Kentucky has many natural resources that are vital to the state's growth and economy. The limestone industry produces millions of tons of stone for construction aggregate, agricultural lime, and sulfur sorbent uses in power plants. Sand and gravel are finite resources used as aggregates and currently constitute a multimillion-dollar industry in the state. Clays are mined in various parts of the state for uses in brick, ceramic ware, pottery, and other specialized uses. Fluorspar, galena, sphalerite, barite, iron, and phosphates are all minerals that were once mined in the state, but currently are uneconomic. Kentucky has many resources and reserves of fluorite and zinc, and one day these commodities will be mined again in the state. Other minerals, such as titanium, uranium, and tar sands, may have potential for mining.
Information from KGS can be used to evaluate resources for new markets and to determine new sources of raw materials. With advances in technology and industrial processes and products, or changes in economics, new markets and needs for industrial and metallic minerals are developing, each with its own compositional and physical specifications.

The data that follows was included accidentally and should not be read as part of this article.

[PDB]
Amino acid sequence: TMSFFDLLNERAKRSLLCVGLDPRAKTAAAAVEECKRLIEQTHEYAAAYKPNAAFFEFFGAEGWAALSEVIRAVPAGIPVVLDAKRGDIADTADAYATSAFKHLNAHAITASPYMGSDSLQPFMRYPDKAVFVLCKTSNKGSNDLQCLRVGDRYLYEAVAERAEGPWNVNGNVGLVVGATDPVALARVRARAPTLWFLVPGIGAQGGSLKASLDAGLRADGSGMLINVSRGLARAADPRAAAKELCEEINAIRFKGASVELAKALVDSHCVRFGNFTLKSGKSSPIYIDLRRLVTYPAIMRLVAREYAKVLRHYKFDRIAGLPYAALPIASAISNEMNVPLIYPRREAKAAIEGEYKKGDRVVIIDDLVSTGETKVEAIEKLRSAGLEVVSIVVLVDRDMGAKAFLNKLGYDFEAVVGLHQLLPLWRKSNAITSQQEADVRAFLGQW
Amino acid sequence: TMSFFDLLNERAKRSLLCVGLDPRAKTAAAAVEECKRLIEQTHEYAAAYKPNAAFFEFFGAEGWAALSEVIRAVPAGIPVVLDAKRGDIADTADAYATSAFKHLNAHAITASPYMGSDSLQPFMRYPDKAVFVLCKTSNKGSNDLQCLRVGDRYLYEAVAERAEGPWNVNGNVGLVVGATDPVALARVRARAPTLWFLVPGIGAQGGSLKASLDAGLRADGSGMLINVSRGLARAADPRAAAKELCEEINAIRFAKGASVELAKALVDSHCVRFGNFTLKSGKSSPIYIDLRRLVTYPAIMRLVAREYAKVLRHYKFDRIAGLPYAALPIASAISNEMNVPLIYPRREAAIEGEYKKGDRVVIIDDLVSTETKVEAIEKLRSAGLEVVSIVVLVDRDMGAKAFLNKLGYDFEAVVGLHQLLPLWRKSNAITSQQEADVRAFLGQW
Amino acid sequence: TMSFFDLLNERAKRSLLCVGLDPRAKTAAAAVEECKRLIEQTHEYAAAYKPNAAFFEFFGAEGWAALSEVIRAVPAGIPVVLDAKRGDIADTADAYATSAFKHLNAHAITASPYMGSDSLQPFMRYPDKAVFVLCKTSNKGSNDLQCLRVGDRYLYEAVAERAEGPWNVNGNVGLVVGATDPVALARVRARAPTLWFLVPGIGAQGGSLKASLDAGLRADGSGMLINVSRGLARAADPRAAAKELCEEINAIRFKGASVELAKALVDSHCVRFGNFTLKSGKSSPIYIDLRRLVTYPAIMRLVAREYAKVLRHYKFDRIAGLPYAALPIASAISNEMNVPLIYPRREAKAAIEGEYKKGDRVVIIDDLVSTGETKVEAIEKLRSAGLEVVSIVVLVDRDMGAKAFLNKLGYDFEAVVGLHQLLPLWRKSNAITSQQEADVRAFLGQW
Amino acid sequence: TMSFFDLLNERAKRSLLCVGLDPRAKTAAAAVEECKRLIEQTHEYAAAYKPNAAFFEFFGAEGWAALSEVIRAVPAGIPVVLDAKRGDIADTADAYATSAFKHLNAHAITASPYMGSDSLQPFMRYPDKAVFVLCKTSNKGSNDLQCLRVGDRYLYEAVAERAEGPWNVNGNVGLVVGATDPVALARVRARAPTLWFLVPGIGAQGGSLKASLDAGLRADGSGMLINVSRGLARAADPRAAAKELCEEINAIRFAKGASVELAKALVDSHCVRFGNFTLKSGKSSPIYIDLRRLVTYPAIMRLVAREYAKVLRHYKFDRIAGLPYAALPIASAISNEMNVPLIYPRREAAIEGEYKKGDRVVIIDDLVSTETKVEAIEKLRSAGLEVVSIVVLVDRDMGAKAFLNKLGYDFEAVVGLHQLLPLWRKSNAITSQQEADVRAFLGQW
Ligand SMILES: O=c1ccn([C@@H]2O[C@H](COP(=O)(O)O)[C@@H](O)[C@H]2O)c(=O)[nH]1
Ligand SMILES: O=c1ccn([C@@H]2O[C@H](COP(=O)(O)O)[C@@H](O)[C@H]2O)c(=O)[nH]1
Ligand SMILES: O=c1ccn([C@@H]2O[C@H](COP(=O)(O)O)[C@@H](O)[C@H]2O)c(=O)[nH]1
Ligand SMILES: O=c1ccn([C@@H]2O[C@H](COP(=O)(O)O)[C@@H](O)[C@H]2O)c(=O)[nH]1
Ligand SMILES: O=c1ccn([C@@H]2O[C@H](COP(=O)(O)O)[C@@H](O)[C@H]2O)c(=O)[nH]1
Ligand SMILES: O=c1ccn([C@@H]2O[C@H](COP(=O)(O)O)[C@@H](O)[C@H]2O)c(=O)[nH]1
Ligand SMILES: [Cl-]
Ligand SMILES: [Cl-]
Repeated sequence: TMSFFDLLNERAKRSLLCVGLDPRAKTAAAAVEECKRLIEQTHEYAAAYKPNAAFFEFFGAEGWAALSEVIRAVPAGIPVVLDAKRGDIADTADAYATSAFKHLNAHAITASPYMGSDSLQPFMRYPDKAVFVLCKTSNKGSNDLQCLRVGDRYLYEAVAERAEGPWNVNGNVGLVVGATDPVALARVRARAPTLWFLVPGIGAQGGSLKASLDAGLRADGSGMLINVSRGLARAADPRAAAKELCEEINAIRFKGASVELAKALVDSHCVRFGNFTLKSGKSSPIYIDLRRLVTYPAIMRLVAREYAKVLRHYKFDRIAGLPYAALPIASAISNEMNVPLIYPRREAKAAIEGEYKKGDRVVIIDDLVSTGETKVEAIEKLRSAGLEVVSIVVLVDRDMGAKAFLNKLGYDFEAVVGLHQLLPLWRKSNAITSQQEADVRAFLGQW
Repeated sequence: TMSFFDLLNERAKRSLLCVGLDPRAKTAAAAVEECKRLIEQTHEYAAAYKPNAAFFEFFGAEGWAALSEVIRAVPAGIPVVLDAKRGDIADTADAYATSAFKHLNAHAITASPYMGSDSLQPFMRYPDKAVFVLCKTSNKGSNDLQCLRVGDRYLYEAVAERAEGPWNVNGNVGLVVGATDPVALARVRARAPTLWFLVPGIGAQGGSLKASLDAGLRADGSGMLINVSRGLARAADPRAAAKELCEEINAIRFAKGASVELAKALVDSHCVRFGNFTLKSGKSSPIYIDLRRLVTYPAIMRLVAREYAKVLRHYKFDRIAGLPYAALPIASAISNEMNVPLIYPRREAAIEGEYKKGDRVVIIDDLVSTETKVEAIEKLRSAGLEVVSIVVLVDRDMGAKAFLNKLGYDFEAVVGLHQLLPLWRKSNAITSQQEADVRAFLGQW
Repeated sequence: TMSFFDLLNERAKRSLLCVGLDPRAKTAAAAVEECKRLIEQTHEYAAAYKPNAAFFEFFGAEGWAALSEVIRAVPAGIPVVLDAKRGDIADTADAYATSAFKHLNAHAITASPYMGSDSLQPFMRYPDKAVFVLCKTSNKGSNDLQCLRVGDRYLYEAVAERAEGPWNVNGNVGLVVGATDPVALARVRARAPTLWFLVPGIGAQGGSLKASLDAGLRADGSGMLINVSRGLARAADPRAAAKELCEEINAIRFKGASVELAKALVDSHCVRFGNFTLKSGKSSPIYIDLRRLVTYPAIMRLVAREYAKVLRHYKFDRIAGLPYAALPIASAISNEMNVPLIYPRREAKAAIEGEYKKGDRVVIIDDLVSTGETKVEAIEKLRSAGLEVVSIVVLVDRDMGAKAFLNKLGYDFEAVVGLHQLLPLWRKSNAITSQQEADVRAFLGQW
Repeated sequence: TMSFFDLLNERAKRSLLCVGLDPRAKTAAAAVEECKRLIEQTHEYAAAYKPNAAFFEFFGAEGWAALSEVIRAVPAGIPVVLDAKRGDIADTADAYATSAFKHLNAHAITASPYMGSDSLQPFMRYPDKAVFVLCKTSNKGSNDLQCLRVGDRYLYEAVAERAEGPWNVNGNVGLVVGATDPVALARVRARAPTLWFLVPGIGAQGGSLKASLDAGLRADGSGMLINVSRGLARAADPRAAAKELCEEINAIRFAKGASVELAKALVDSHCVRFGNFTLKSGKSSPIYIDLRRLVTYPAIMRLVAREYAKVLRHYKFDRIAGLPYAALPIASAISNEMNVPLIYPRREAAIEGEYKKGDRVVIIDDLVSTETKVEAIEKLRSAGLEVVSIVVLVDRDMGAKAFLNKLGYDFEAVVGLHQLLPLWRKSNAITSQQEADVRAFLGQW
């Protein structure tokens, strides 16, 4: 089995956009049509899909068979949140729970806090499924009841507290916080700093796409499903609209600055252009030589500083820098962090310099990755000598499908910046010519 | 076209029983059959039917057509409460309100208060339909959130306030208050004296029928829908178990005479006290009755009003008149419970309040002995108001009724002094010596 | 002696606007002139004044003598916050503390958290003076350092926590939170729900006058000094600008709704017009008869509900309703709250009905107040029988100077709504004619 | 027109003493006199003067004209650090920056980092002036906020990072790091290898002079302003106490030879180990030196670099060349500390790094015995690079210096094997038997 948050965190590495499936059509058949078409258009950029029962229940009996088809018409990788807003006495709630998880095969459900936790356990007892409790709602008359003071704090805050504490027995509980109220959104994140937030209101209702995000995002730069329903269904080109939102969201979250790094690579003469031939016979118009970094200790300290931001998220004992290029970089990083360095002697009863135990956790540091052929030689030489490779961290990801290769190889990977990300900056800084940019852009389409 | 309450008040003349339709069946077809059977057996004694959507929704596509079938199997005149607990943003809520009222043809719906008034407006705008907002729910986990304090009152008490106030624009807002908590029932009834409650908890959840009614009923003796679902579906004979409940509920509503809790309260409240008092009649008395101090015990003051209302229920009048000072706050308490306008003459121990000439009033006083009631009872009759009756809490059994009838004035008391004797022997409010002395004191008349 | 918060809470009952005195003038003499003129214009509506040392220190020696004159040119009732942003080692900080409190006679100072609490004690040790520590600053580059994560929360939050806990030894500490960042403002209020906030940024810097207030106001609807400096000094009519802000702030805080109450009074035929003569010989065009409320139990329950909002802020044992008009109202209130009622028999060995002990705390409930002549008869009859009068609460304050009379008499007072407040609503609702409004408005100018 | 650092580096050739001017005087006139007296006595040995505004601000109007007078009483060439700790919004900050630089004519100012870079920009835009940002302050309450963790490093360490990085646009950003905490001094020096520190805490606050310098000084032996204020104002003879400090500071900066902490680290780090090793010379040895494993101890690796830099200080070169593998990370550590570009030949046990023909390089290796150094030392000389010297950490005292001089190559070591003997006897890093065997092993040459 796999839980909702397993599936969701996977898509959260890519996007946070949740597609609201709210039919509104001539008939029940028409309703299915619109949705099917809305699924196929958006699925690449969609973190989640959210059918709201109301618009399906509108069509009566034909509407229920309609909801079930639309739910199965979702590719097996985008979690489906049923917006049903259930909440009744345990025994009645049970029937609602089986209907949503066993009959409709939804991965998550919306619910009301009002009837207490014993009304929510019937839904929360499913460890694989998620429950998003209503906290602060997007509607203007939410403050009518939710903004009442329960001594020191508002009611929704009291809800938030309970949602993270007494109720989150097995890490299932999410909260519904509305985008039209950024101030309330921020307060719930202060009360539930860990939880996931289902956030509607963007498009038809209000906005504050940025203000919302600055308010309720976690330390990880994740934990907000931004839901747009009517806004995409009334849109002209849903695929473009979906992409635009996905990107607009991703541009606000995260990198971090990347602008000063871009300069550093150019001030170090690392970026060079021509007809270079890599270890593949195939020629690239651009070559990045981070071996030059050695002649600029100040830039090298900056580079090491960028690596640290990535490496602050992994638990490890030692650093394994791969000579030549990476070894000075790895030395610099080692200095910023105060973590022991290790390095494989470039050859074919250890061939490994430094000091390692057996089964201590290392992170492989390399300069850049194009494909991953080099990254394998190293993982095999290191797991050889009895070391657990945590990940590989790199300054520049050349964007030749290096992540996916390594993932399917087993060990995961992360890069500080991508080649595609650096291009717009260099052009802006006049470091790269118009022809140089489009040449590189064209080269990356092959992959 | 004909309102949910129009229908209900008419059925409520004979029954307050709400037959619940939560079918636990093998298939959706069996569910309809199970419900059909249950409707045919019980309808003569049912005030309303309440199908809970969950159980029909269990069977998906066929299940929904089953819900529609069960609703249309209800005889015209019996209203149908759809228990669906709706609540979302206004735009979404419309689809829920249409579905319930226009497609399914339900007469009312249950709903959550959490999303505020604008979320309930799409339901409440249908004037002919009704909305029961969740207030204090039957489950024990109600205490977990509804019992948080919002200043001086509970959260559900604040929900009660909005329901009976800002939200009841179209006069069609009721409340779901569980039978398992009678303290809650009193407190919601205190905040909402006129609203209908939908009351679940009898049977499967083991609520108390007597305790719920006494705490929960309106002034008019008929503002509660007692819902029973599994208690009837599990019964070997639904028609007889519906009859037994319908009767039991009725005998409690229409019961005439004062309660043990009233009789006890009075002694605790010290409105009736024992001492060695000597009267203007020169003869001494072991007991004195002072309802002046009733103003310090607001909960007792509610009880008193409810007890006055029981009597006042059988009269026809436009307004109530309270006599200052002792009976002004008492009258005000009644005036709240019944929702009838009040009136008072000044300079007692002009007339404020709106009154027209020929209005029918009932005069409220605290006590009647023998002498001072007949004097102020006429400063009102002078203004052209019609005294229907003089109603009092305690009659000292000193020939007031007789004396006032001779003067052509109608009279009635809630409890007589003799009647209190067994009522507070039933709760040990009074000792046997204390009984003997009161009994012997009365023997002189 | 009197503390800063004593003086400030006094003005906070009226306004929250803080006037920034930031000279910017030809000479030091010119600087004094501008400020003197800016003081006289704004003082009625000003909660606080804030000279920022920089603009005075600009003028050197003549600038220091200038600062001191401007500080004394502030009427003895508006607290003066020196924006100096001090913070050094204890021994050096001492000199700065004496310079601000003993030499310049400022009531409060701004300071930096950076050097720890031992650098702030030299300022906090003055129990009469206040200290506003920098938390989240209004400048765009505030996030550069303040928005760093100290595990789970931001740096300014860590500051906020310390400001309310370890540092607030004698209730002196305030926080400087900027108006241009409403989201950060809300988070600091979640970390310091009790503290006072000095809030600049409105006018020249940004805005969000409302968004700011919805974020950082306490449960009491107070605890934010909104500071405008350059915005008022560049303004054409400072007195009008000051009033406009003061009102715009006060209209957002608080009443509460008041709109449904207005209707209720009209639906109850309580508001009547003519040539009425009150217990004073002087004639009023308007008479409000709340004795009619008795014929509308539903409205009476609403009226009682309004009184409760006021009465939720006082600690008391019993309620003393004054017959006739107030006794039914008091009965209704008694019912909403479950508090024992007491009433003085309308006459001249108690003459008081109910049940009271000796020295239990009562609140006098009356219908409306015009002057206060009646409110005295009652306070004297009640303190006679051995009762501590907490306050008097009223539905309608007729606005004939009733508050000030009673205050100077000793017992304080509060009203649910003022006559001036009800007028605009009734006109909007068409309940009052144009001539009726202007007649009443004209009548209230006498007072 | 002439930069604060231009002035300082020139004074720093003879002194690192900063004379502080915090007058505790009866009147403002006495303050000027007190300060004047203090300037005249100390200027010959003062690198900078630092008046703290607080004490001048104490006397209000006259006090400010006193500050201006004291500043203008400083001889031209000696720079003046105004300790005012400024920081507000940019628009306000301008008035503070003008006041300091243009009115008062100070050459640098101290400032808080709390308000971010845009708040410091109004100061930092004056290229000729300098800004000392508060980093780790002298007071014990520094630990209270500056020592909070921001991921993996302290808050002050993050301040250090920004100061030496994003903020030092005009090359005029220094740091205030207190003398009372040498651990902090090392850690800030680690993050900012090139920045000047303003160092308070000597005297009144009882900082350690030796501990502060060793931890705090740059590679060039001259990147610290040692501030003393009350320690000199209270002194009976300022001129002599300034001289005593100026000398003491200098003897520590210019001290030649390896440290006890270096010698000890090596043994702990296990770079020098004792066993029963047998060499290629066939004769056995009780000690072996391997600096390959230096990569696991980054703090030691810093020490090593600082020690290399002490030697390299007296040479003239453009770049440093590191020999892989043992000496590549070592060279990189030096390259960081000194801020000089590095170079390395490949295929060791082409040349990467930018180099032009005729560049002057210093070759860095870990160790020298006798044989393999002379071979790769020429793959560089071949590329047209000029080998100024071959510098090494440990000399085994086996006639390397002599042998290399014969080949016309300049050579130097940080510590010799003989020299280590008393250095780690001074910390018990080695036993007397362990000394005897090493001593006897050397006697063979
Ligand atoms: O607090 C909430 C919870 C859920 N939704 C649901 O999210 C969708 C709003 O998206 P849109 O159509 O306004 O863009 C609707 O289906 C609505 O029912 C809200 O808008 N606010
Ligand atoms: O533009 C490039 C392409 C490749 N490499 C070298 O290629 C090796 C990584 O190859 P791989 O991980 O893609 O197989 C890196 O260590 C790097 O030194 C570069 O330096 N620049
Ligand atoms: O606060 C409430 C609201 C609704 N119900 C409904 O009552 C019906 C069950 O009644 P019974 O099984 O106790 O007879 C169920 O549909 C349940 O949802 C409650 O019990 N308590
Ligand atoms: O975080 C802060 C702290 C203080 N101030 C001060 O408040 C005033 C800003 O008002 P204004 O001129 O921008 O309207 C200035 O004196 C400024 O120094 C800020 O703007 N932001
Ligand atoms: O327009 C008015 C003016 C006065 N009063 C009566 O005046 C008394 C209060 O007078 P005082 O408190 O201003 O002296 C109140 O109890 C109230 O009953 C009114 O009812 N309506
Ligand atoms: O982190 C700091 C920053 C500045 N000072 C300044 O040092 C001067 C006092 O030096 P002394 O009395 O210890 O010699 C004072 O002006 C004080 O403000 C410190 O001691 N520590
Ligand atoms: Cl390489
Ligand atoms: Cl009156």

As an example of a changing market, the principal use for limestone and dolostone in the state traditionally has been in construction and agriculture, but federal legislation to control sulfur dioxide emissions from coal-burning power plants has resulted in new markets for carbonate rocks as sorbents in flue-gas desulfurization and fluidized-bed combustion systems.
In the case of fluorite, global economies intermingle with Kentucky miners. In the past, less expensive fluorite was imported from China, Mexico, and India, and as a result, many fluorite mines in Kentucky closed. But now many of these countries consume most of their own fluorite production and will continue to consume their own raw materials for many years to come as their nations grow, so economics will change and in the future, fluorite mining will return to Kentucky.
Another example is Kentucky's many clay resources, which are normally used in ceramic or sanitary wares, bricks, pottery, and dinnerware, but new technology has determined that certain types of chemically complex clays have specific uses in chemical, thermal, magnetic, and electrical industries. Some clays are used in superconductor ceramics, whereby electricity is conducted with little or no resistance, and others have magnetic properties, all of which are of interest in high-technology applications. These clays could have great benefit in our society.
KGS will be ready to meet the challenge by providing both digital and hard-copy information on the state's mineral resources. Within the next few years, KGS will have an Internet map service to assist in distributing information about Kentucky's mineral resources.